Tobacco Constituents— Their Importance in Flavor and Fragrance Chemistry

Tobacco is a common household word throughout all parts of the world. However, very few people are aware of the fact that the word “tobacco” was derived not from English or Latin but from the Spanish word “tube” for the tube used by American Indians for inhaling the smoke. It was American Indians who first cultivated tobacco, and the substance was introduced into Europe by Christopher Columbus on his return from the New World.

The botanical name for tobacco, “Nicotiana”, comes not from the Latin but from the name, Jean Nicot, the 16th century French ambassador to Lisbon, who brought tobacco seeds back to the French Queen, Catherine de Medici, From the French court, tobacco was carried to the farthest reaches of the known world by Portuguese and Spanish sailors.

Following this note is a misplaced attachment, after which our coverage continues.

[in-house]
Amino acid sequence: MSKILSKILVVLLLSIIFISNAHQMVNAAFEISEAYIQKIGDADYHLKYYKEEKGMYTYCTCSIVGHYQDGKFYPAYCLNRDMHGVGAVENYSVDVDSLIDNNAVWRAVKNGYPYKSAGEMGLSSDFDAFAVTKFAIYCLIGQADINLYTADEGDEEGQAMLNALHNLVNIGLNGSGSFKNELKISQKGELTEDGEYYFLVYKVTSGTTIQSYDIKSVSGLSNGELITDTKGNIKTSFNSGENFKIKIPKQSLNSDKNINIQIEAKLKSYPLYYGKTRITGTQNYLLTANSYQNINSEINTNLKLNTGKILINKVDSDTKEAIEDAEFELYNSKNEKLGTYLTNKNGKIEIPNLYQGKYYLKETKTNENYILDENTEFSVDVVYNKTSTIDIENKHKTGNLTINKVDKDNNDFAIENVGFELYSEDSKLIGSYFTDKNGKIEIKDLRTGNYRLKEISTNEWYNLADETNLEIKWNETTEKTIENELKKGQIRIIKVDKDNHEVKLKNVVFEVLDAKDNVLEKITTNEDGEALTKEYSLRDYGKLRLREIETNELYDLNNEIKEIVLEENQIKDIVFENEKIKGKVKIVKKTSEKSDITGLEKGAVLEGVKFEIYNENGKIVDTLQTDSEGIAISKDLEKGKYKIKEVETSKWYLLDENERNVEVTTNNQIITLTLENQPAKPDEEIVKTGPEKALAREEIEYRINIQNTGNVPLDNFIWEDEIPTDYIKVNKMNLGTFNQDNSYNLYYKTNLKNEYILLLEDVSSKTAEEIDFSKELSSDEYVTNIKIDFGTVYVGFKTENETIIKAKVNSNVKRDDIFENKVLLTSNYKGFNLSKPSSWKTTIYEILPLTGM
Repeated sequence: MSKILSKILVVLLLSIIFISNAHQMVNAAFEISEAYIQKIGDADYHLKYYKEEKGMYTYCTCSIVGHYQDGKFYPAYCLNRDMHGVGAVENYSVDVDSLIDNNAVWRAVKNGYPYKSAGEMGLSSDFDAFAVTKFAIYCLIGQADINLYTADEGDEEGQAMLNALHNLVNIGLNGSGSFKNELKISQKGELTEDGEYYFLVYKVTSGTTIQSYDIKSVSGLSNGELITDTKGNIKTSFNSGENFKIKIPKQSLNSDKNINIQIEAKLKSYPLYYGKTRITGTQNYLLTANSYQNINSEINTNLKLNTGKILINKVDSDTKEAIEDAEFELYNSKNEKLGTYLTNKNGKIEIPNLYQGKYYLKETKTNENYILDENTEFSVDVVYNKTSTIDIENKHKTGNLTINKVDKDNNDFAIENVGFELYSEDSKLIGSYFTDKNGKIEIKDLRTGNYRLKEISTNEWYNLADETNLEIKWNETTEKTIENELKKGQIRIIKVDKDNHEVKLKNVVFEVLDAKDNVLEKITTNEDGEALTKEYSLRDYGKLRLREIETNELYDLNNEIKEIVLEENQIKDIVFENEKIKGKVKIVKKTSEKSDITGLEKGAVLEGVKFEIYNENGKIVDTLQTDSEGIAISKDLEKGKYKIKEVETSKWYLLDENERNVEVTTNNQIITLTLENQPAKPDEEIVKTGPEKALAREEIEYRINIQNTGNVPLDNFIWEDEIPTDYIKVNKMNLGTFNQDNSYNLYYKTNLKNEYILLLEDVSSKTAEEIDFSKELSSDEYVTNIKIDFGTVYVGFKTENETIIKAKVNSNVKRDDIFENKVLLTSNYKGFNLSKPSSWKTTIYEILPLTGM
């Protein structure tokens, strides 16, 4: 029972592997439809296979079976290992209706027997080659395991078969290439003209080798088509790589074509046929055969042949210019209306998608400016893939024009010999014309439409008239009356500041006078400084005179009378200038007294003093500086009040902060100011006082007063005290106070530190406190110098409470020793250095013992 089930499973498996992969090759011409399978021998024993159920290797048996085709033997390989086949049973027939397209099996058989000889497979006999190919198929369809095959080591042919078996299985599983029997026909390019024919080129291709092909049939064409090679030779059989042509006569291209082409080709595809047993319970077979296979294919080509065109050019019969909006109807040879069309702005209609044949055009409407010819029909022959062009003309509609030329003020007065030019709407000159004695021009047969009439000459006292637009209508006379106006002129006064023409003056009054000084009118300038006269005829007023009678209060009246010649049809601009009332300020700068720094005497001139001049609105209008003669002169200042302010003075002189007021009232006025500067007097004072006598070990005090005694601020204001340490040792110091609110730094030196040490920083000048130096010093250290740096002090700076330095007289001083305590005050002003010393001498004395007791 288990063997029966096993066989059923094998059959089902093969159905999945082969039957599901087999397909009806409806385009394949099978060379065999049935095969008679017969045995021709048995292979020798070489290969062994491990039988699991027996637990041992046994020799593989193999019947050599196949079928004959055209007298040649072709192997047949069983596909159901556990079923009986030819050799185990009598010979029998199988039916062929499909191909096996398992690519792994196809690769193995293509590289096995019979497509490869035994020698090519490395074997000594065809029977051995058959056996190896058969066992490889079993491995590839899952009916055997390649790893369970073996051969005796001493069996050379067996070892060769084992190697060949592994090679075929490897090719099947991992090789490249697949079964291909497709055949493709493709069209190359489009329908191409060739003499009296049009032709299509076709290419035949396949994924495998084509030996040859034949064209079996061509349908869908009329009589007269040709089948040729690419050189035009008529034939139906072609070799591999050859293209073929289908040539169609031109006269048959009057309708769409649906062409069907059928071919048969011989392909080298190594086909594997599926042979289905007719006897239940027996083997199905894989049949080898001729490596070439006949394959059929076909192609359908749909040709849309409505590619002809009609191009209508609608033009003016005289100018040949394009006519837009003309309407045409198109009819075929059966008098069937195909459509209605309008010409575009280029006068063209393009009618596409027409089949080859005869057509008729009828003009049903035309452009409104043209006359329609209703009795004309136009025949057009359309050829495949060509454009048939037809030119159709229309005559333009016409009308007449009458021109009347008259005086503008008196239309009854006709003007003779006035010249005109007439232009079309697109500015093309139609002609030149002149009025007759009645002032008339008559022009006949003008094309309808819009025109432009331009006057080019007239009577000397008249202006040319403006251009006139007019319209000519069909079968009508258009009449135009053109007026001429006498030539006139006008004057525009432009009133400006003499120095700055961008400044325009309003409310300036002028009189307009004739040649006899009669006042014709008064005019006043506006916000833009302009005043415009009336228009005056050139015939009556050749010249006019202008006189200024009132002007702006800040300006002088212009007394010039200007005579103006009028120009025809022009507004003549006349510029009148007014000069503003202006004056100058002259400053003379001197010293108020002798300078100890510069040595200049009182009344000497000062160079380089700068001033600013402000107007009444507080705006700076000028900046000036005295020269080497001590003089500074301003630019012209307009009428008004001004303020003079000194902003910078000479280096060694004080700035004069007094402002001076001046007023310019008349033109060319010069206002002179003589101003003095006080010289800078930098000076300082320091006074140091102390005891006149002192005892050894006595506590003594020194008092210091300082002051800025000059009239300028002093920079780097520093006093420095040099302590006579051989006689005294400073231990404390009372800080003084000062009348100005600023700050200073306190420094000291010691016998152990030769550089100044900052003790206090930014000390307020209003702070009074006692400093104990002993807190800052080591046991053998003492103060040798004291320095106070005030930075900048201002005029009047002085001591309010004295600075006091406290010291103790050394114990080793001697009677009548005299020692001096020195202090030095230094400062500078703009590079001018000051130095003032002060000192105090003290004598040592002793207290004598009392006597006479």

There is a common saying among people of the developing countries that the first penny earned by a person is spent for bread and butter to satisfy his hunger; the second penny is for soap and detergent to cleanse bis body; the third penny, when available, is used to buy tobacco. So it would seem that throughout human civilization tobacco, while not essential to life, is, at the same time, part and parcel of the daily life. However, at least in the civilized world, tobacco is considered neither a foodstuff nor a major fragrance commodity.

Click to download the complete article.

More in Ingredients